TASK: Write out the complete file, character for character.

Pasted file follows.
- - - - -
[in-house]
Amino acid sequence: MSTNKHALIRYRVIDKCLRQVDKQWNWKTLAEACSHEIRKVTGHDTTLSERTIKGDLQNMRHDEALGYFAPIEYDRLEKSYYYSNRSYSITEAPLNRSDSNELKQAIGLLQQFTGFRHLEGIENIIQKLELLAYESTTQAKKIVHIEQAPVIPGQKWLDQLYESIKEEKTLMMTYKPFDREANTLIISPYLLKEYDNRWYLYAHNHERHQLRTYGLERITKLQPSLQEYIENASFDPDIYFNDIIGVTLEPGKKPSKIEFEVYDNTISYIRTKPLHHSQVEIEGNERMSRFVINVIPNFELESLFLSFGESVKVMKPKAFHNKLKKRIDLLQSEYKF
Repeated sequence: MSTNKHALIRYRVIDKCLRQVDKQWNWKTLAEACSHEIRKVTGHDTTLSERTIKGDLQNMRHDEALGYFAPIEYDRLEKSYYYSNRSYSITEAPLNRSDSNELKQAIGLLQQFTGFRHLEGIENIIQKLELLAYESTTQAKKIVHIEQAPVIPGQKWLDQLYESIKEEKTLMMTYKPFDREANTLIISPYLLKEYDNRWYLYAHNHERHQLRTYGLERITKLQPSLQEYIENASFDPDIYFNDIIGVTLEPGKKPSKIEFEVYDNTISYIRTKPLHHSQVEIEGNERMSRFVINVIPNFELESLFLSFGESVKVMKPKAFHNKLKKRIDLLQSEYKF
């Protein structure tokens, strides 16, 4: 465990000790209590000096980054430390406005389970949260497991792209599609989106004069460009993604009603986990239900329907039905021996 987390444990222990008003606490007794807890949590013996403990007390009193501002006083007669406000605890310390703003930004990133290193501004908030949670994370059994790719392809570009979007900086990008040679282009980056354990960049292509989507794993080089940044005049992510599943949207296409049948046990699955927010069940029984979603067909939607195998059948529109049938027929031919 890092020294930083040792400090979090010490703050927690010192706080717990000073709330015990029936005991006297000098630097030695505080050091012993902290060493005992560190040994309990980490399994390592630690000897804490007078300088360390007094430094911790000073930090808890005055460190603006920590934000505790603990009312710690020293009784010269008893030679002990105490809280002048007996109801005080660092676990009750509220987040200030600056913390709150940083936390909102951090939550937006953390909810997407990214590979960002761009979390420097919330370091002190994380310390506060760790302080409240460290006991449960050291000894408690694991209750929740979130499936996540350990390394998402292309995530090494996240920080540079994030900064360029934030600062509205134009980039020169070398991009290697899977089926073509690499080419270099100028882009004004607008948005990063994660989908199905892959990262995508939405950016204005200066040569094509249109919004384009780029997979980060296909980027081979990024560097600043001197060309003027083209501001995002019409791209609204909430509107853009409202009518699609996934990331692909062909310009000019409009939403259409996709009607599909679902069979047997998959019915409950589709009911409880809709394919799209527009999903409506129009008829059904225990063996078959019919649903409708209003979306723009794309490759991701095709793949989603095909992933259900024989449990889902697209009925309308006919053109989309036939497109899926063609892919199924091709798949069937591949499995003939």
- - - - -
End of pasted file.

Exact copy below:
[in-house]
Amino acid sequence: MSTNKHALIRYRVIDKCLRQVDKQWNWKTLAEACSHEIRKVTGHDTTLSERTIKGDLQNMRHDEALGYFAPIEYDRLEKSYYYSNRSYSITEAPLNRSDSNELKQAIGLLQQFTGFRHLEGIENIIQKLELLAYESTTQAKKIVHIEQAPVIPGQKWLDQLYESIKEEKTLMMTYKPFDREANTLIISPYLLKEYDNRWYLYAHNHERHQLRTYGLERITKLQPSLQEYIENASFDPDIYFNDIIGVTLEPGKKPSKIEFEVYDNTISYIRTKPLHHSQVEIEGNERMSRFVINVIPNFELESLFLSFGESVKVMKPKAFHNKLKKRIDLLQSEYKF
Repeated sequence: MSTNKHALIRYRVIDKCLRQVDKQWNWKTLAEACSHEIRKVTGHDTTLSERTIKGDLQNMRHDEALGYFAPIEYDRLEKSYYYSNRSYSITEAPLNRSDSNELKQAIGLLQQFTGFRHLEGIENIIQKLELLAYESTTQAKKIVHIEQAPVIPGQKWLDQLYESIKEEKTLMMTYKPFDREANTLIISPYLLKEYDNRWYLYAHNHERHQLRTYGLERITKLQPSLQEYIENASFDPDIYFNDIIGVTLEPGKKPSKIEFEVYDNTISYIRTKPLHHSQVEIEGNERMSRFVINVIPNFELESLFLSFGESVKVMKPKAFHNKLKKRIDLLQSEYKF
């Protein structure tokens, strides 16, 4: 465990000790209590000096980054430390406005389970949260497991792209599609989106004069460009993604009603986990239900329907039905021996 987390444990222990008003606490007794807890949590013996403990007390009193501002006083007669406000605890310390703003930004990133290193501004908030949670994370059994790719392809570009979007900086990008040679282009980056354990960049292509989507794993080089940044005049992510599943949207296409049948046990699955927010069940029984979603067909939607195998059948529109049938027929031919 890092020294930083040792400090979090010490703050927690010192706080717990000073709330015990029936005991006297000098630097030695505080050091012993902290060493005992560190040994309990980490399994390592630690000897804490007078300088360390007094430094911790000073930090808890005055460190603006920590934000505790603990009312710690020293009784010269008893030679002990105490809280002048007996109801005080660092676990009750509220987040200030600056913390709150940083936390909102951090939550937006953390909810997407990214590979960002761009979390420097919330370091002190994380310390506060760790302080409240460290006991449960050291000894408690694991209750929740979130499936996540350990390394998402292309995530090494996240920080540079994030900064360029934030600062509205134009980039020169070398991009290697899977089926073509690499080419270099100028882009004004607008948005990063994660989908199905892959990262995508939405950016204005200066040569094509249109919004384009780029997979980060296909980027081979990024560097600043001197060309003027083209501001995002019409791209609204909430509107853009409202009518699609996934990331692909062909310009000019409009939403259409996709009607599909679902069979047997998959019915409950589709009911409880809709394919799209527009999903409506129009008829059904225990063996078959019919649903409708209003979306723009794309490759991701095709793949989603095909992933259900024989449990889902697209009925309308006919053109989309036939497109899926063609892919199924091709798949069937591949499995003939």